The leg extension machine: a great piece of equipment for anyone, from beginning lifters to pro bodybuilders. A great exercise to isolate the quads, helping blood flow to the muscle by contracting the heads of the quads. Some use it to warm up, some use it at the end of their workout to completely exhaust their legs.
Personally, I’ll do the latter, using a higher rep range after heavy squats and heavy leg presses to isolate the quads, bringing as much blood flow I can to my quads for the purpose of massing building and getting those striations in my lateral and medial heads. I do love the leg extension!
But realize… it’s called the leg EXTENSION, not the leg swing. In the video above, I know you’ve seen those people in the gym that just swing the weight up and down like it’s a toy or something. If you are one of those people, PLEASE STOP! It’s not doing much for you or your legs, I promise! It actually might cause more torque on your knees, leading to injury!
The next time you’re on the leg extension, focus on really squeezing at the top of the extension! This is the concentric moment of the exercise where your quads are completely flexed. Think of the movement in tempo form: hold it at the top for 2 seconds, then control it on the way down for 1. Up for 2, down for 1. And repeat until you finish in whatever rep range your goal is set out to be. Again, it’s a great exercise if you want that lean, round, full look in your legs.
If you don’t like going heavy on the leg extension or want other ways to integrate it into your workout, try supersetting it. Sometimes I super set a set of super heavy squat or leg press (roughly 5-6 reps) then go straight to the leg extension with no reps, with lighter weight, and try to do a solid 15-20 reps with that 2/1 tempo, really putting emphasis on my quads. Another idea is to super set it with the antagonizing muscle, the hamstring. Do a set of leg extensions, then go directly to a lying or seated hamstring curl.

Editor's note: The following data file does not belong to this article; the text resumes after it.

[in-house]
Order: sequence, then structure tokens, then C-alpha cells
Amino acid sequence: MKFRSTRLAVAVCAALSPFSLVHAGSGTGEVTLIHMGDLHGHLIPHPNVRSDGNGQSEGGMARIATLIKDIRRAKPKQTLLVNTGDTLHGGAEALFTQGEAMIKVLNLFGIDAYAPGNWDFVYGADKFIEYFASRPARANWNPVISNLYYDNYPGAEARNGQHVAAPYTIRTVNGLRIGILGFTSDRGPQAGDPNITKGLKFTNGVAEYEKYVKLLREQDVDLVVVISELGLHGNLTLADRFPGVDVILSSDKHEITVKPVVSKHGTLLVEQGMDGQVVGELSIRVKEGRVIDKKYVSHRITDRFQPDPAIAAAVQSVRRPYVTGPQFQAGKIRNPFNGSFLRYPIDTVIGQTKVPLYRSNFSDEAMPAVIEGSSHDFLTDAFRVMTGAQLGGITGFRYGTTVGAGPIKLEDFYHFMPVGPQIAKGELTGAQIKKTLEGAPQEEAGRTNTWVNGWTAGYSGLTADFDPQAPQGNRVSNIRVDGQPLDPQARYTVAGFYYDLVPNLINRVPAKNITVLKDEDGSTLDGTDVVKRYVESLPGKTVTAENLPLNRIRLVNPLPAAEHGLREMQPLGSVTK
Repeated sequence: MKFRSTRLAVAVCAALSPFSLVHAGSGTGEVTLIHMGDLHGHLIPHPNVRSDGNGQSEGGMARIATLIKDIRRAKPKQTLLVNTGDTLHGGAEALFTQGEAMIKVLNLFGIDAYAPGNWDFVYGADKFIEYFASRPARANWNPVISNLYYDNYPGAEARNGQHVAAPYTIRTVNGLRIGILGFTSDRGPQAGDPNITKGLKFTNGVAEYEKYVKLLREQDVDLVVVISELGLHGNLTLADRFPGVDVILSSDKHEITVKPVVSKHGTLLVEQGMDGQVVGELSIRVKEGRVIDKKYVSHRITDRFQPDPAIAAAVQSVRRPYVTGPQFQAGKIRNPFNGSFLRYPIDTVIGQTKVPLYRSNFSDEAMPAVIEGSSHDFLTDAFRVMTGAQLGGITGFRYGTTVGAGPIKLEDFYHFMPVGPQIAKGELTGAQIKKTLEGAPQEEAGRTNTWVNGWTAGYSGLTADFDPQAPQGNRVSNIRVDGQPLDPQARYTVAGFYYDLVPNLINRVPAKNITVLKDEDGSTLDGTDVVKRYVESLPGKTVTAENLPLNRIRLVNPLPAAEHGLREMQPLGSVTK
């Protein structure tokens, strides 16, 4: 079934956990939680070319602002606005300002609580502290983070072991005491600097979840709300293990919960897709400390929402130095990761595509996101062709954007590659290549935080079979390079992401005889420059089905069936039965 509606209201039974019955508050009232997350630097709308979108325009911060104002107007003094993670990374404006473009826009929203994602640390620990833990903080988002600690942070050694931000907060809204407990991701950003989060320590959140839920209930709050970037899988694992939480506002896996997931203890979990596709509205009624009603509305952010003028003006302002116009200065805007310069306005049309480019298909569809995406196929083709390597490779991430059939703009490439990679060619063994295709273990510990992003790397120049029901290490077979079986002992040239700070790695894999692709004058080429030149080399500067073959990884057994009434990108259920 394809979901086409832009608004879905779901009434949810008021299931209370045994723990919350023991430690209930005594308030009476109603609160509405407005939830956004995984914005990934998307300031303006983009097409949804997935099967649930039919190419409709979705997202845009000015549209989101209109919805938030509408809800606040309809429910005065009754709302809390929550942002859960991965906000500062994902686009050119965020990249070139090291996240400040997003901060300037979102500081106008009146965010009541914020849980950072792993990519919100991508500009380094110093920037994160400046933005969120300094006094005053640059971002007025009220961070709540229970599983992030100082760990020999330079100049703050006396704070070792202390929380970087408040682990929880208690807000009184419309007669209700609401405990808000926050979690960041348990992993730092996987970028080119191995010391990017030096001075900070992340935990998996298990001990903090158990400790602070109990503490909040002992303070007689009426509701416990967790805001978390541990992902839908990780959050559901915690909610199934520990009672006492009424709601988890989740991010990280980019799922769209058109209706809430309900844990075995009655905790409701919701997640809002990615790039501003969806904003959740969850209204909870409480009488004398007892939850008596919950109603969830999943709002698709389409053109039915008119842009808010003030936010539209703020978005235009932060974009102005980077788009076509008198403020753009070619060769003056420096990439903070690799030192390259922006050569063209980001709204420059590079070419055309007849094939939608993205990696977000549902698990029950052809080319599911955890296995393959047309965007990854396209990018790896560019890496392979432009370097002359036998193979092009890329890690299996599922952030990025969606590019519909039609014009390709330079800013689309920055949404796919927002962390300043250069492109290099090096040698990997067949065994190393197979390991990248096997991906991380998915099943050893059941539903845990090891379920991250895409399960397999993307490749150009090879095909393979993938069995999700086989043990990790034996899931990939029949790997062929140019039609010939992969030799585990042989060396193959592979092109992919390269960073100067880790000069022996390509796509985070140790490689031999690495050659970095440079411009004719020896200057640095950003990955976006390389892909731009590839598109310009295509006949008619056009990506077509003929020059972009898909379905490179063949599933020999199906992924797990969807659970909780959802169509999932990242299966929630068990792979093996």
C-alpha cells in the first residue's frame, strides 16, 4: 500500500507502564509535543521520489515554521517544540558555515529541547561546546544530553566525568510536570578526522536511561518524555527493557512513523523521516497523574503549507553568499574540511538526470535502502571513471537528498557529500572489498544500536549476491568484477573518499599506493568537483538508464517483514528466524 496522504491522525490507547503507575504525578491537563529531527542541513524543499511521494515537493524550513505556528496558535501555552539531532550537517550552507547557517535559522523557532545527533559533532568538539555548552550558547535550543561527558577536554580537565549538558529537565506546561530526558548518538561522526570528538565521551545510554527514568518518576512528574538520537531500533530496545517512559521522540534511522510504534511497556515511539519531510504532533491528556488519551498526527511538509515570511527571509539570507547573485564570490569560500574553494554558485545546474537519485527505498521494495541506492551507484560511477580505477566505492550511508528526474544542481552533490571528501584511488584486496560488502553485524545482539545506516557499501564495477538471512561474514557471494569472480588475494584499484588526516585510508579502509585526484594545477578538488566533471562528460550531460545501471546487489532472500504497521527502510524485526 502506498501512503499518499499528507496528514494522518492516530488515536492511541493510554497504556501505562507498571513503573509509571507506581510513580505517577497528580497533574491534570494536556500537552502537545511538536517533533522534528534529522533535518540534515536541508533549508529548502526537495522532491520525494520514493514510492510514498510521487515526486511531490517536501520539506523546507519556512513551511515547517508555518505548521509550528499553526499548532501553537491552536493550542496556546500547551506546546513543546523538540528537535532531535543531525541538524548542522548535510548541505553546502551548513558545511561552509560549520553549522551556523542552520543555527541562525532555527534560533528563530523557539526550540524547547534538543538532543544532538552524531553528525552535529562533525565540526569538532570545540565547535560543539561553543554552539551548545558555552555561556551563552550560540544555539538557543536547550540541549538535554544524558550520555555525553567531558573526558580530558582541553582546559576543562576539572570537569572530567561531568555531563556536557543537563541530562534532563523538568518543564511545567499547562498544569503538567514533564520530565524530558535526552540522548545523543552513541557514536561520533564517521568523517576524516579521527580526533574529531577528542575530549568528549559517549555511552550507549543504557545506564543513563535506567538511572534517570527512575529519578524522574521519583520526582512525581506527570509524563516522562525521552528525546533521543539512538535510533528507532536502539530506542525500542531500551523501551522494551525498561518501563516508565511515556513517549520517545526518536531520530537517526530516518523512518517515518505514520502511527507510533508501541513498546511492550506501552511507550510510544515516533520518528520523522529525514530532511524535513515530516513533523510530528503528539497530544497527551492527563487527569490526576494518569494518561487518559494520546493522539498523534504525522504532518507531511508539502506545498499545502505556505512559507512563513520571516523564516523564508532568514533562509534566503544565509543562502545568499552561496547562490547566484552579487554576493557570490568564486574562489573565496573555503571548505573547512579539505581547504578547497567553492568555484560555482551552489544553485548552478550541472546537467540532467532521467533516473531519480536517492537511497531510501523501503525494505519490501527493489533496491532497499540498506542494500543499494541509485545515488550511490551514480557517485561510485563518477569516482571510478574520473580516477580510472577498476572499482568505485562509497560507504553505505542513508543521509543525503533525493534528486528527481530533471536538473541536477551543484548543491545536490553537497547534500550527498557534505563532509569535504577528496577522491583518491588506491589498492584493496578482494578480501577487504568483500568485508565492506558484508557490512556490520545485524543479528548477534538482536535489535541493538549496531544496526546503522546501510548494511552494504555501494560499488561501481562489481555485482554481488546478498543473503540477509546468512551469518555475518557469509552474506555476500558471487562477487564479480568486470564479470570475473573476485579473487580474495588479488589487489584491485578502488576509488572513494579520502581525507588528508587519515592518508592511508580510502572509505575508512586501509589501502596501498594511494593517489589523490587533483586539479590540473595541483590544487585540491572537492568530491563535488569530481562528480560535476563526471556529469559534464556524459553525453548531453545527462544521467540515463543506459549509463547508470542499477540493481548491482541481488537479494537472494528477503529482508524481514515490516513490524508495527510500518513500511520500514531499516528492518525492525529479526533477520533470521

The leg extension is a staple to my leg workout and should be a go-to in yours as well! Just make sure you’re doing it correctly for the best results!
Danny Quach is a senior at the University of Georgia
and he’s studying Health Promotion and Behavior. He’s a powerlifter at heart and has done it for over six years. He just competed in his first bodybuilding show in Summer of 2011. For powerlifting, he holds some Georgia records. In his first bodybuilding competition, he placed 2nd
in Novice in INBF Southern States. On his spare time he’s a part of the University of Georgia’s cheerleading co-ed squads; his favorite past-time? Throwing girls around and catching them.